From the “pit” to the professional league: Poles and Masurians in Ruhr area football
The “Ruhr Poles“
Before the First World War labour migration from the Polish-speaking provinces of the German Reich had led to the emergence of a Polish-speaking minority, estimated at around 300,000-400,000 people in the Rhine-Westphalian industrial region. In addition, half of them were migrants from East Prussia, especially Masurians, who were often confused with “Poles” and whose migration centre was Gelsenkirchen. The Masurians spoke an old Polish dialect, but in contrast to the “Poles” they were Protestant and traditionally Prussian. Hence they deliberately dissociated themselves from other Polish-speaking migrants in the Ruhr area. Nonetheless, the contemporary majority population confused Masurians with “Polish” immigrants and they suffered from the same experiences of discrimination. Academics too, have often found it impossible to distinguish between the different ethnic groups and identify them clearly.
The Ruhr Poles, who were predominantly employed in the Rhineland-Westphalian mining industry, soon organised their own civil societies in a widely differentiated system of associations in order to cultivate their native culture and language : women's associations, youth associations and gymnastics clubs (the so-called Sokołvereine), where male immigrants in particular came together in the spirit of Polish nationalism.
Weimar Republic: the rise of soccer
After the First World War, the Polish minority in the Ruhr area shrank to an estimated 150,000 people, less than 40% of its original size. This was due to emigration back to the re-established Polish state and further emigration to France, Belgium and the Netherlands. Before 1914 there had been separatist, national Polish tendencies in the minority population, including a flourishing club system, but for those who remained assimilation was now a rational choice for the future – and a career in football was an attractive option as a way out of the “pit” or any other physically heavy and unhealthy job.
Previous to this – in contrast to a long-established social-romantic legend – football in its infancy in Germany was not a workers' sport, but an area dominated by white-collar employees and bourgeois professions. This situation was to change in the Ruhr region after the First World War. Now the multi-ethnic and proletarian dimensions of football were gaining in importance among the region's immigration community. Especially in the immediate vicinity of the large collieries, teams with predominantly proletarian members and proletarian supporters emerged. Due to its proximity to the Consolidation colliery, with which the club was closely connected in terms of personnel and material, the football club Westfalia Schalke (later FC Schalke 04) became the prototype of a Ruhr district club that reflected the social reality of the immigrant community. Other “classical” clubs in the Ruhr area, like the Spielvereinigung Herten or Hamborn 07, now experienced their rise as clubs from the colliery estates. Polish and Masurian names – they can no longer be separated credibly at this time – were now commonplace amongst the region's clubs.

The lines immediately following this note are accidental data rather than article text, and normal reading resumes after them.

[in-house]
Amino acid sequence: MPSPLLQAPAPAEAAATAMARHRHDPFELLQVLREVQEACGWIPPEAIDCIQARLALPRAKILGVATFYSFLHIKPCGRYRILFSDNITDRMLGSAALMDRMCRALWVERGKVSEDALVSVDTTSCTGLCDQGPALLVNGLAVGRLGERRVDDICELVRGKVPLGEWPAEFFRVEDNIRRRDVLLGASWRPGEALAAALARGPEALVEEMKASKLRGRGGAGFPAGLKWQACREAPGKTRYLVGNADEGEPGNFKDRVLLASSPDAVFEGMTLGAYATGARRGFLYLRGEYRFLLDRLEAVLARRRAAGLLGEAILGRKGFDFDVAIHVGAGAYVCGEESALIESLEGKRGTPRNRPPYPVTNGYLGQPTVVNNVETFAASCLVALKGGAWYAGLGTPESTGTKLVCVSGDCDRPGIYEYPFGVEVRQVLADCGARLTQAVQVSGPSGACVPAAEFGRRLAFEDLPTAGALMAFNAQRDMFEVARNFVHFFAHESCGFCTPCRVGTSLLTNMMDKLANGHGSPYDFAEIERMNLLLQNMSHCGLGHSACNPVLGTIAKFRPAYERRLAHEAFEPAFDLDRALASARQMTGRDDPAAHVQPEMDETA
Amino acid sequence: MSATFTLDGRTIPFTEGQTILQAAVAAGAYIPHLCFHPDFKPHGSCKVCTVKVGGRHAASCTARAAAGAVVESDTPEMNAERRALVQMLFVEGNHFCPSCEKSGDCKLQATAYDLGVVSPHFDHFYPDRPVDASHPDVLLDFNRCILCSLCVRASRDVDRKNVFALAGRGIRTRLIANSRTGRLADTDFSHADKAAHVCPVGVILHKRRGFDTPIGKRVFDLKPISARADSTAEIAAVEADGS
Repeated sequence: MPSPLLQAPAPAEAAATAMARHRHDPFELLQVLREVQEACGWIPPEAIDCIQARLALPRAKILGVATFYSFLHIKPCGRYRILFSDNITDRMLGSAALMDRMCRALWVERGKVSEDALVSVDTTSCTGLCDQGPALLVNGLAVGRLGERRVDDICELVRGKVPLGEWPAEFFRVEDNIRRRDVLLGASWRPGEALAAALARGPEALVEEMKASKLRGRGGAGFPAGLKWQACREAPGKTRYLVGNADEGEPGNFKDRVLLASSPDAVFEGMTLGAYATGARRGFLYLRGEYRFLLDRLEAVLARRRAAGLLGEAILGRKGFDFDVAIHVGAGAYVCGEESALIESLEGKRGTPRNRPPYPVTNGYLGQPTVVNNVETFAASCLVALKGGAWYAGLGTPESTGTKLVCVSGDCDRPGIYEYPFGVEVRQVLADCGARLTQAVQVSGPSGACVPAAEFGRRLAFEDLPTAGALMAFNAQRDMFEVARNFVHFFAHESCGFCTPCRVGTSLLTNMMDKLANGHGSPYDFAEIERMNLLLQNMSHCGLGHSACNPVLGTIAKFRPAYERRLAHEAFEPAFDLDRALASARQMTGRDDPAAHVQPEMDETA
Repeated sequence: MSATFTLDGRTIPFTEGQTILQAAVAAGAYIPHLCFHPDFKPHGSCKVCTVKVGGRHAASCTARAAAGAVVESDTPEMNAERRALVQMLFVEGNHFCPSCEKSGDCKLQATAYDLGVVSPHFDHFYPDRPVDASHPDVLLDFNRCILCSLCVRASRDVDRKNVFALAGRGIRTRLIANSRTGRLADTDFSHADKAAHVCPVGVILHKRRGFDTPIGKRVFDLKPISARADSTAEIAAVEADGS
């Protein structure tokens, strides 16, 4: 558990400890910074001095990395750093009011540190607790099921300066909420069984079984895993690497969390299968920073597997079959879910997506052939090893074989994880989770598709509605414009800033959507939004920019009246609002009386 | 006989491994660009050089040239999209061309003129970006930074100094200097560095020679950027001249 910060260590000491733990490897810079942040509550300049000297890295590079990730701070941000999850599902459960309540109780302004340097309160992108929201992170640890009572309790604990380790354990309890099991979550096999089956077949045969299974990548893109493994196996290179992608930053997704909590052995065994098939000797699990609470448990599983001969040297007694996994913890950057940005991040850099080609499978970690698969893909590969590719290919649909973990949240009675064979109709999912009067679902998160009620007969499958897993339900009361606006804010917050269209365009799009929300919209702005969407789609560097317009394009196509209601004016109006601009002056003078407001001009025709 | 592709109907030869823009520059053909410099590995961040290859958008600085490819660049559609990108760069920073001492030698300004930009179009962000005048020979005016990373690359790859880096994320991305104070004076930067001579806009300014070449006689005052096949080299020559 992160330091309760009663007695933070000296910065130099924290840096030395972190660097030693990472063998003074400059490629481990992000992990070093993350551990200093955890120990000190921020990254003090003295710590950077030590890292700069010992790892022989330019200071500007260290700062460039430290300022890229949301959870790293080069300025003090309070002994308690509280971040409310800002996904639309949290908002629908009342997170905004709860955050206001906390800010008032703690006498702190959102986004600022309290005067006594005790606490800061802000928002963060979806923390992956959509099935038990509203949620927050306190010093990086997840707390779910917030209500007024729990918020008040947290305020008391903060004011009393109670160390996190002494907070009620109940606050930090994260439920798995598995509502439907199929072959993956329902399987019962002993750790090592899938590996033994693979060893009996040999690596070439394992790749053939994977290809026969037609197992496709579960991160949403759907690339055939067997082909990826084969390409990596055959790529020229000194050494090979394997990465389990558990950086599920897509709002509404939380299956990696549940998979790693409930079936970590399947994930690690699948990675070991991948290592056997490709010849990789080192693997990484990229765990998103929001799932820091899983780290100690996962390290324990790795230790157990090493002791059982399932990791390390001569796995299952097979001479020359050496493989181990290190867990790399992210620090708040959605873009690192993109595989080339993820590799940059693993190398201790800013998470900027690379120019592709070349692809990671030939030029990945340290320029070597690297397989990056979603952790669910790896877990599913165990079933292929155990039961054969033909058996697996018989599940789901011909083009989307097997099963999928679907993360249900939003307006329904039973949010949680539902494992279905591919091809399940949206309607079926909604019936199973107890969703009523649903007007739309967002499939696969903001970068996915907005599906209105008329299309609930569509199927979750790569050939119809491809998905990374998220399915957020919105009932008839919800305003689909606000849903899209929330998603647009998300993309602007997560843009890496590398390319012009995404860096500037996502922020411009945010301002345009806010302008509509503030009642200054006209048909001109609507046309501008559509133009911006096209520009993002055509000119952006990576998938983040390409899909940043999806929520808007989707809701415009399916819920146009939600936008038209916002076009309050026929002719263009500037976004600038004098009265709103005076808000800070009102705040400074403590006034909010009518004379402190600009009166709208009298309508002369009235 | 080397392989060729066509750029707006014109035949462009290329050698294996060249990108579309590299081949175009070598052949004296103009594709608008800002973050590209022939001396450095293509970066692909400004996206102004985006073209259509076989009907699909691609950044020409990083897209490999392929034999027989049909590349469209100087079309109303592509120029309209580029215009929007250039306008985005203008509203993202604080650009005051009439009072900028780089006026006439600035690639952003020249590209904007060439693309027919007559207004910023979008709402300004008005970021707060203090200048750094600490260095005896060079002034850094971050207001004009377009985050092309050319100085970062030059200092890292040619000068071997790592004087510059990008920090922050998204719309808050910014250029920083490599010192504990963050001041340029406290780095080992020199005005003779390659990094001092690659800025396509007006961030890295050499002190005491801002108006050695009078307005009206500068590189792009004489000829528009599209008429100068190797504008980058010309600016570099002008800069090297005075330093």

In the 1937/38 Gauliga season, 15 clubs from the Ruhr region played for the Gaumeisterschaft, with each club using at least one player with Polish roots: Rodzinski, Pawlowski, Sobczak, Lukasiewicz, Tomaszik, Piontek ... During the entire season, 68 players of this category are mentioned. In addition to the players, people with Polish names in a wide variety of functions were also frequently found in the clubs in the region. For example, the traditional club Rot-Weiss Essen, which counted numerous members with Polish names since 1919; these also included functionaries and employees. Until 1939, people with Polish name roots accounted for approximately 10% of Rot-Weiß Essen's membership. At the same time, however, name changes sometimes also became noticeable. This was a clear sign of the assimilation tendencies of the Ruhr Poles and their descendants who remained in the Rhineland-Westphalian Ruhr region: From 1931, one of Rot-Weiß Essen's employees was the groundsman Hermann Greszick, who changed his name to Kress in 1932. Other players changed their names from Regelski to Reckmann, from Czerwinski to Rothardt and from Zembrzyki to Zeidler ... Members with Polish names were also found in socialist workers' sport in the Ruhr area, e.g. in the board club of Arbeiter-Turn- und Sportverein Schonnebeck in Essen-Schonnebeck. Higher-class football in the district in particular was now strongly influenced by players with a Polish migration biography. Even the German national soccer team had players like Szepan, Kuzorra, Gellesch, Urban, Kobierski, Zielinski and Rodzinski among its ranks.